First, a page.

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5 Books like The Other Side of Paradise: Sagas Superior to Soaps

Mandy Baldwin itcherLove and war go together like strawberries and cream; at least, in novels. Throw in an exotic frame, such as the fall of Singapore in WW2, and what’s not to enjoy? People have loved a good saga ever since there has been someone ready to tell them. And books like ‘The Other Side Of Paradise’, ‘Salem Street’ or ‘Call Of The Kiwi’ continue a fine old tradition. ~ Mandy Baldwin

Life Goes on… and on…

Picture the scene: the year is 567 and we are somewhere in Norway.  Outside, the hall is built of pine-logs, the snow is deep and the wolves are howling. Inside, the fire burns hot and smoky and the mead is flowing. The old one-eyed story-teller has been talking for hours. His voice is husky as he ends his story:

“All the boats were sunk and all the other warriors dead. And so Ragnar The Rapacious and Sven The Smelly raised their mighty hammers at the same moment and each crashed them down on the other’s head.  And thus they both woke in Valhalla.”

There is a happy sigh from the group round the fire.  And just as everyone is drifting off to sleep, a voice at the back asks: “And then what happened?”

If you are a direct descendant of that curious Viking – and you might be, because he certainly got around!- then books like this, which answer that vital question, are just the thing for you.


Books Similar to ‘The Other Side Of Paradise’…

‘Salem Street’ (Anna Jacobs, 1994)

Image Source: Whsmith

The first of five books, it starts in 1820 in the street built by a Lancashire Mill owner.The series follows the (good and bad) fortunes of Annie Gibson, a pretty girl of sixteen, something of a cut above the rest of the workers from the place.  

Annie manages to endure poverty, heart-ache and rejection, rape and unwanted pregnancy, while never quite succumbing to the “offers” which might have made her materially richer and morally bankrupt.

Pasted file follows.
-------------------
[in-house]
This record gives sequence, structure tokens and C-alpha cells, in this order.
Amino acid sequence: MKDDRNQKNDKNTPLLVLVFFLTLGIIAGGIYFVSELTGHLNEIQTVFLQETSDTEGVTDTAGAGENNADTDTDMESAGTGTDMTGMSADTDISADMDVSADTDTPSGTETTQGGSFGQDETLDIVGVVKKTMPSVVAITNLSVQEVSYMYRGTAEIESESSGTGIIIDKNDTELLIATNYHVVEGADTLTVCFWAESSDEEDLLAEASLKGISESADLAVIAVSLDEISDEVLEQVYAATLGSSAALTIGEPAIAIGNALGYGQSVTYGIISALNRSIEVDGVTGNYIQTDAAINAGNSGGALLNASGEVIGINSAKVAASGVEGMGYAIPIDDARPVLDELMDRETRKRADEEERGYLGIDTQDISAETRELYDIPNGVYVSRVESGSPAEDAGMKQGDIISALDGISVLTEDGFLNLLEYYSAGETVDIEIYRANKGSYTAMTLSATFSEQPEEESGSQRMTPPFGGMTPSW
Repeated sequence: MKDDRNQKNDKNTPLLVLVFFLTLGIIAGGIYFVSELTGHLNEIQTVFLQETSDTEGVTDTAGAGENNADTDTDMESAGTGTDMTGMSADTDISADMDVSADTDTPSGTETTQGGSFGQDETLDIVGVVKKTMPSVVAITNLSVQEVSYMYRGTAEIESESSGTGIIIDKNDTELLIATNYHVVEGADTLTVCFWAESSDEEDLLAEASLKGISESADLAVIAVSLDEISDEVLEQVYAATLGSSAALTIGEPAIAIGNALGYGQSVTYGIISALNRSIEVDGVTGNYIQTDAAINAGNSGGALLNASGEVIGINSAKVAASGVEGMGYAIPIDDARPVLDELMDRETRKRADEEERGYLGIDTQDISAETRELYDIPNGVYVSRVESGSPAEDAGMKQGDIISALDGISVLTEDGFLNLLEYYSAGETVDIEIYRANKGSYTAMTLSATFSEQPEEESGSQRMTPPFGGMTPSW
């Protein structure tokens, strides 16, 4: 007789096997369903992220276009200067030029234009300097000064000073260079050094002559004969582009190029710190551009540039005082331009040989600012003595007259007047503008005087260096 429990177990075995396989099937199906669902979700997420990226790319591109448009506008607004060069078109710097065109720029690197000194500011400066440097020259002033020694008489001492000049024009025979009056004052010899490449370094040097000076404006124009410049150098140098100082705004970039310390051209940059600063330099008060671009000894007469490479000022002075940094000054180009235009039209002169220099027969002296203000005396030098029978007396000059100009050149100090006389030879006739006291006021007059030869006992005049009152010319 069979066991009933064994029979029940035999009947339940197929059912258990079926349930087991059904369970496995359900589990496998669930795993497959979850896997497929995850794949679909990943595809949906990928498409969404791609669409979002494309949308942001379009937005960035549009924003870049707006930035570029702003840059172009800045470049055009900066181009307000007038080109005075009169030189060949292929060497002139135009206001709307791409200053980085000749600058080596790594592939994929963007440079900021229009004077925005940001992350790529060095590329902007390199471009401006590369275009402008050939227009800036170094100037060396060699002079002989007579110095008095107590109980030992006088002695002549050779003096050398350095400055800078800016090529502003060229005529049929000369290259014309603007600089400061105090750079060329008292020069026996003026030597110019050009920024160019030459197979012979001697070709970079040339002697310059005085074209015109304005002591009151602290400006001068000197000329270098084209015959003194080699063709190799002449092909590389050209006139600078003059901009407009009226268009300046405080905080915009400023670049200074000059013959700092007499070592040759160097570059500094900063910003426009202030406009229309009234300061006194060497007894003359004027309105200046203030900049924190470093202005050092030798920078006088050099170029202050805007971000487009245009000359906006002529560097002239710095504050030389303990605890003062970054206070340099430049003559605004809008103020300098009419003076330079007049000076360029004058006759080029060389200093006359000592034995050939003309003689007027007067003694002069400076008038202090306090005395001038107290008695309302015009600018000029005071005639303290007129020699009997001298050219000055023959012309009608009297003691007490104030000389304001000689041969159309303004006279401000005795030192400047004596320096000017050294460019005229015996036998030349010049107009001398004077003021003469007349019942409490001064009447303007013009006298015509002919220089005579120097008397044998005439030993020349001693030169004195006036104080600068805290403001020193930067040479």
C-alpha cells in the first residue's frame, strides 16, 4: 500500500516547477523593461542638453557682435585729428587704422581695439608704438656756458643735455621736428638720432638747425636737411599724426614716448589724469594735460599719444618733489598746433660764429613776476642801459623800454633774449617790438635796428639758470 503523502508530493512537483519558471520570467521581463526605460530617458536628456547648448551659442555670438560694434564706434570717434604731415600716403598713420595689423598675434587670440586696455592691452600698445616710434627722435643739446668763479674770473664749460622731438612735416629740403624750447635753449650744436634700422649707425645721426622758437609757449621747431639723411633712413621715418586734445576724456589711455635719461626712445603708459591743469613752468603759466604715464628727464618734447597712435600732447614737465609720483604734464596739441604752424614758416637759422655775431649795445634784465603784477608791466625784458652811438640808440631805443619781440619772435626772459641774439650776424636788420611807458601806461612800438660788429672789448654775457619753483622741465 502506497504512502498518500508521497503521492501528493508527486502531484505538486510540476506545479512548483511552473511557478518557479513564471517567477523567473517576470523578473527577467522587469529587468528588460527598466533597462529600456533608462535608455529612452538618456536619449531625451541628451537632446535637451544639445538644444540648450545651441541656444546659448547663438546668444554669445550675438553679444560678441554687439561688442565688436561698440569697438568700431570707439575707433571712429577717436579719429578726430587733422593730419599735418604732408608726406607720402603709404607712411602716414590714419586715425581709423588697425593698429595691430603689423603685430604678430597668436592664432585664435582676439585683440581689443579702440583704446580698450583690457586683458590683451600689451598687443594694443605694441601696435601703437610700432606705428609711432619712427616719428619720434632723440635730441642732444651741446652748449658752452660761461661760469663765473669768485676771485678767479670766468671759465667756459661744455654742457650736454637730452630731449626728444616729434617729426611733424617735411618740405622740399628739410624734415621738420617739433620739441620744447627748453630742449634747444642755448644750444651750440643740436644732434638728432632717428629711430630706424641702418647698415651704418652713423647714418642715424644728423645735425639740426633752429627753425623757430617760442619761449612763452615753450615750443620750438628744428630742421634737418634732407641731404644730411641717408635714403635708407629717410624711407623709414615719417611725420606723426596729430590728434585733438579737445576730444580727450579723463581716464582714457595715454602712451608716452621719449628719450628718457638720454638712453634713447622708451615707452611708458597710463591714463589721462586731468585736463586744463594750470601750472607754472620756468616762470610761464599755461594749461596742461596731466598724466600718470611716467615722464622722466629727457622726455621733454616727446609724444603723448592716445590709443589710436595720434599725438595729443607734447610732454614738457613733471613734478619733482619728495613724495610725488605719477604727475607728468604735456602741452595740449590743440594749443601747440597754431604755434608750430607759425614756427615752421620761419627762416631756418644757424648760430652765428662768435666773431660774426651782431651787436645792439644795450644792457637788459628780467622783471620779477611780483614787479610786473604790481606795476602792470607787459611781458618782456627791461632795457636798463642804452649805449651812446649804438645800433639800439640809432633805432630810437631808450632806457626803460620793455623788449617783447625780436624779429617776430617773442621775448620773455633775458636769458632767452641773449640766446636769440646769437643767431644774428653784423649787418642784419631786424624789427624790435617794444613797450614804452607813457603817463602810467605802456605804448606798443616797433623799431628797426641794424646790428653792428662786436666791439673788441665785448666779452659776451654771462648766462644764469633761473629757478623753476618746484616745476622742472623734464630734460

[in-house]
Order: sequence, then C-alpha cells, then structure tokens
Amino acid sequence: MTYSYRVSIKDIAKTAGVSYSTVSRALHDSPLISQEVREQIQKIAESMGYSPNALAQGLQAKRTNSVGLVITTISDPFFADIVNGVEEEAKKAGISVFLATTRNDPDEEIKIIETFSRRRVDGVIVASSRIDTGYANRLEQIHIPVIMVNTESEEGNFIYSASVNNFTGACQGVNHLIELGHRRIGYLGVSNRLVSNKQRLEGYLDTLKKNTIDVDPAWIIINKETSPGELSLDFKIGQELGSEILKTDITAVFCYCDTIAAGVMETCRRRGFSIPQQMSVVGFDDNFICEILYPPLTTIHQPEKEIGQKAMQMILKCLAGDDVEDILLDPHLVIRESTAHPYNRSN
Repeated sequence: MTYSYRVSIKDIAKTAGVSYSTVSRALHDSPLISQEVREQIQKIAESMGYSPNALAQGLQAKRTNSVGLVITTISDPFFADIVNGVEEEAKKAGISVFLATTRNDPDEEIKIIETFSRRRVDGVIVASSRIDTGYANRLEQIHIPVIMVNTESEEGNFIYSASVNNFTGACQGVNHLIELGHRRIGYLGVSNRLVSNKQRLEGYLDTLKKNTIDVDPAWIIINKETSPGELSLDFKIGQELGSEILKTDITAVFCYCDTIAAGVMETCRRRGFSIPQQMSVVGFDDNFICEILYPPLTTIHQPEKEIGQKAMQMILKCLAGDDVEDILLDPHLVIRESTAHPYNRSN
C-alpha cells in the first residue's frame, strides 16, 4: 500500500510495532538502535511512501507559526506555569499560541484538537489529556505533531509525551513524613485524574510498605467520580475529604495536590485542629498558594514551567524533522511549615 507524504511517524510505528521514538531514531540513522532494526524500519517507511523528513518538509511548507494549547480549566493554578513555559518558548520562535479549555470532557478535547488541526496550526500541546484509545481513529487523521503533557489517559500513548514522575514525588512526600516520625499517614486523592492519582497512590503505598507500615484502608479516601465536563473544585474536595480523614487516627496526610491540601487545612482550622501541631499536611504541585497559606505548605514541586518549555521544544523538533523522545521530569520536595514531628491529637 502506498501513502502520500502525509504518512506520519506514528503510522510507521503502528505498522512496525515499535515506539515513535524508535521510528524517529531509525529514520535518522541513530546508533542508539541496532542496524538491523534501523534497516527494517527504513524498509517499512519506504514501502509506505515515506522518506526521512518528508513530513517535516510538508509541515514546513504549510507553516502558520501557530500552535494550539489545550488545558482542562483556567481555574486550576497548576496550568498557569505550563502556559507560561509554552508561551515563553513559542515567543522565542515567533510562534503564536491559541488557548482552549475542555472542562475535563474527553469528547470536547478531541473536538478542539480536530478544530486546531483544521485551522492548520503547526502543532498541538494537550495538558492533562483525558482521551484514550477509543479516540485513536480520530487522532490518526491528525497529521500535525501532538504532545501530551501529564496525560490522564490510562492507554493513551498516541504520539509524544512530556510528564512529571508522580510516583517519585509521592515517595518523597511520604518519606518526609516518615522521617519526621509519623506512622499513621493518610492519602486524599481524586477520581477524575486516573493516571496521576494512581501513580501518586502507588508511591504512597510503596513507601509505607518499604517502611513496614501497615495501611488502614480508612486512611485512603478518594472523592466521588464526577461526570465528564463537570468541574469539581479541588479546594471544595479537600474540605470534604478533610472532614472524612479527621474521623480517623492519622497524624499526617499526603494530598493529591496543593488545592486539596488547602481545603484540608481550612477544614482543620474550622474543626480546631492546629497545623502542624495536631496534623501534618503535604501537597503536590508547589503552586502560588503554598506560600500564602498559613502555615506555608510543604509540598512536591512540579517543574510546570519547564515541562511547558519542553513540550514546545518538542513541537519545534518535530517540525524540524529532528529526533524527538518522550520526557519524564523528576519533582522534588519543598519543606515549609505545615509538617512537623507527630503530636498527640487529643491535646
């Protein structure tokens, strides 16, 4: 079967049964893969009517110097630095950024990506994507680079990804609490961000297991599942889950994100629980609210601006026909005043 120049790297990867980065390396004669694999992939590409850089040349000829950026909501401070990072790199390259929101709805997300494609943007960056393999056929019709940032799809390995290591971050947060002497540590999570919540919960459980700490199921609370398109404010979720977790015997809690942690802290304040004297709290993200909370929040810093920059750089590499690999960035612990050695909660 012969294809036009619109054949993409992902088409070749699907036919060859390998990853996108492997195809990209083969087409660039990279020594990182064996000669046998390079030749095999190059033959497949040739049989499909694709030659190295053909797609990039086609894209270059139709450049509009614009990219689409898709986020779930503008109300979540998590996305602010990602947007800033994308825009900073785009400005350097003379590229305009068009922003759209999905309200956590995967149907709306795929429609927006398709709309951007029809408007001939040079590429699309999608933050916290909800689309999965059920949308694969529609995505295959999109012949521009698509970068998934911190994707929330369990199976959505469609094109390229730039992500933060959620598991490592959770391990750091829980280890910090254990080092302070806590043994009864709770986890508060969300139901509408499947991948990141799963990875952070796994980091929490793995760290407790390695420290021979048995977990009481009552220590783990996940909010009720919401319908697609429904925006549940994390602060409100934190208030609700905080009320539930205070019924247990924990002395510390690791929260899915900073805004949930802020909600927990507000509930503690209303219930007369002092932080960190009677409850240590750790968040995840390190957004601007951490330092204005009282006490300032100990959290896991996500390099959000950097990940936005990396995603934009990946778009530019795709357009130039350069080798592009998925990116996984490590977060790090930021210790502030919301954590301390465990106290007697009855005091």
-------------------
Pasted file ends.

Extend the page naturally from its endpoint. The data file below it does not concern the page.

Wonderfully researched, this is a ripping yarn that avoids ripping bodices. By the end of this book, the seeds have been sown for Annie’s character to develop, alongside the adventures she will embark on in later life.

Similarity Match: 90%
Yes, one is set in 1940s Singapore and the other in 1820s Lancashire, but they are both simply perfect examples of the Saga-teller’s art.

‘Call Of The Kiwi’ (Sarah Lark, 2014)

Image Source: Shopwahl

I’m including this, the last in a long saga which divides itself between England and News Zealand, because it has everything anyone could wish for in terms of love, war, struggle, pretty heroine, difficult family and exotic locations.

But be warned: this tale of an Anglo-Irish-New Zealand family has been translated from the original German, and the translator has done it no justice.  The American English sounds odd in the mouths of Victorian English characters and the translation shows little understanding of basic cultural references, which puts some glaring oddities in the text. But Lark’s story manages to rise above the damage, so don’t be put off too much.

It would be unfair to recap on an epic saga like this, but suffice to say, this follows the fourth generation who are forced to return reluctantly to the ‘old country’.

The contrasts between English and New Zealand’s society are sharply drawn and the landscapes of both countries are lovingly described.

Similarity Match: 85%
A splendid, yarn set on the opposite side of the world, but not centred on one major character.